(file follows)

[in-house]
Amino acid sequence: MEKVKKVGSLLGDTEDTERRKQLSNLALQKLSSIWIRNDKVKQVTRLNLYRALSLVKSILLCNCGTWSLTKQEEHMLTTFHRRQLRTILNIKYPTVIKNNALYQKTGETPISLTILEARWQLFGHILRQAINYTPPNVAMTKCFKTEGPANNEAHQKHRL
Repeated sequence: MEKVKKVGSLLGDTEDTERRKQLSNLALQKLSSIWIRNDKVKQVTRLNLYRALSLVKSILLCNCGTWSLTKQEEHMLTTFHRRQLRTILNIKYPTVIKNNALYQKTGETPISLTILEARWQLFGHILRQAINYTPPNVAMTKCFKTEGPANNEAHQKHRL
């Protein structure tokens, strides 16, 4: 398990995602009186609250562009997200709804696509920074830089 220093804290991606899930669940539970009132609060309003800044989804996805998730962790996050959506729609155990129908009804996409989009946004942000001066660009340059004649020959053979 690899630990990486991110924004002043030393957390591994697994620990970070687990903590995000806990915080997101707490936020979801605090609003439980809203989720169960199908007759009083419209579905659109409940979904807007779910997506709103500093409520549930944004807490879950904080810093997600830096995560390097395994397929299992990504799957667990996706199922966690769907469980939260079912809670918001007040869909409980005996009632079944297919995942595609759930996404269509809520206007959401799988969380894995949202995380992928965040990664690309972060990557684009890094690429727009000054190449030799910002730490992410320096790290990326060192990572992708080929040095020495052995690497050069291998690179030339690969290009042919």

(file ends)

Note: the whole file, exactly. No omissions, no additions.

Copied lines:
[in-house]
Amino acid sequence: MEKVKKVGSLLGDTEDTERRKQLSNLALQKLSSIWIRNDKVKQVTRLNLYRALSLVKSILLCNCGTWSLTKQEEHMLTTFHRRQLRTILNIKYPTVIKNNALYQKTGETPISLTILEARWQLFGHILRQAINYTPPNVAMTKCFKTEGPANNEAHQKHRL
Repeated sequence: MEKVKKVGSLLGDTEDTERRKQLSNLALQKLSSIWIRNDKVKQVTRLNLYRALSLVKSILLCNCGTWSLTKQEEHMLTTFHRRQLRTILNIKYPTVIKNNALYQKTGETPISLTILEARWQLFGHILRQAINYTPPNVAMTKCFKTEGPANNEAHQKHRL
């Protein structure tokens, strides 16, 4: 398990995602009186609250562009997200709804696509920074830089 220093804290991606899930669940539970009132609060309003800044989804996805998730962790996050959506729609155990129908009804996409989009946004942000001066660009340059004649020959053979 690899630990990486991110924004002043030393957390591994697994620990970070687990903590995000806990915080997101707490936020979801605090609003439980809203989720169960199908007759009083419209579905659109409940979904807007779910997506709103500093409520549930944004807490879950904080810093997600830096995560390097395994397929299992990504799957667990996706199922966690769907469980939260079912809670918001007040869909409980005996009632079944297919995942595609759930996404269509809520206007959401799988969380894995949202995380992928965040990664690309972060990557684009890094690429727009000054190449030799910002730490992410320096790290990326060192990572992708080929040095020495052995690497050069291998690179030339690969290009042919």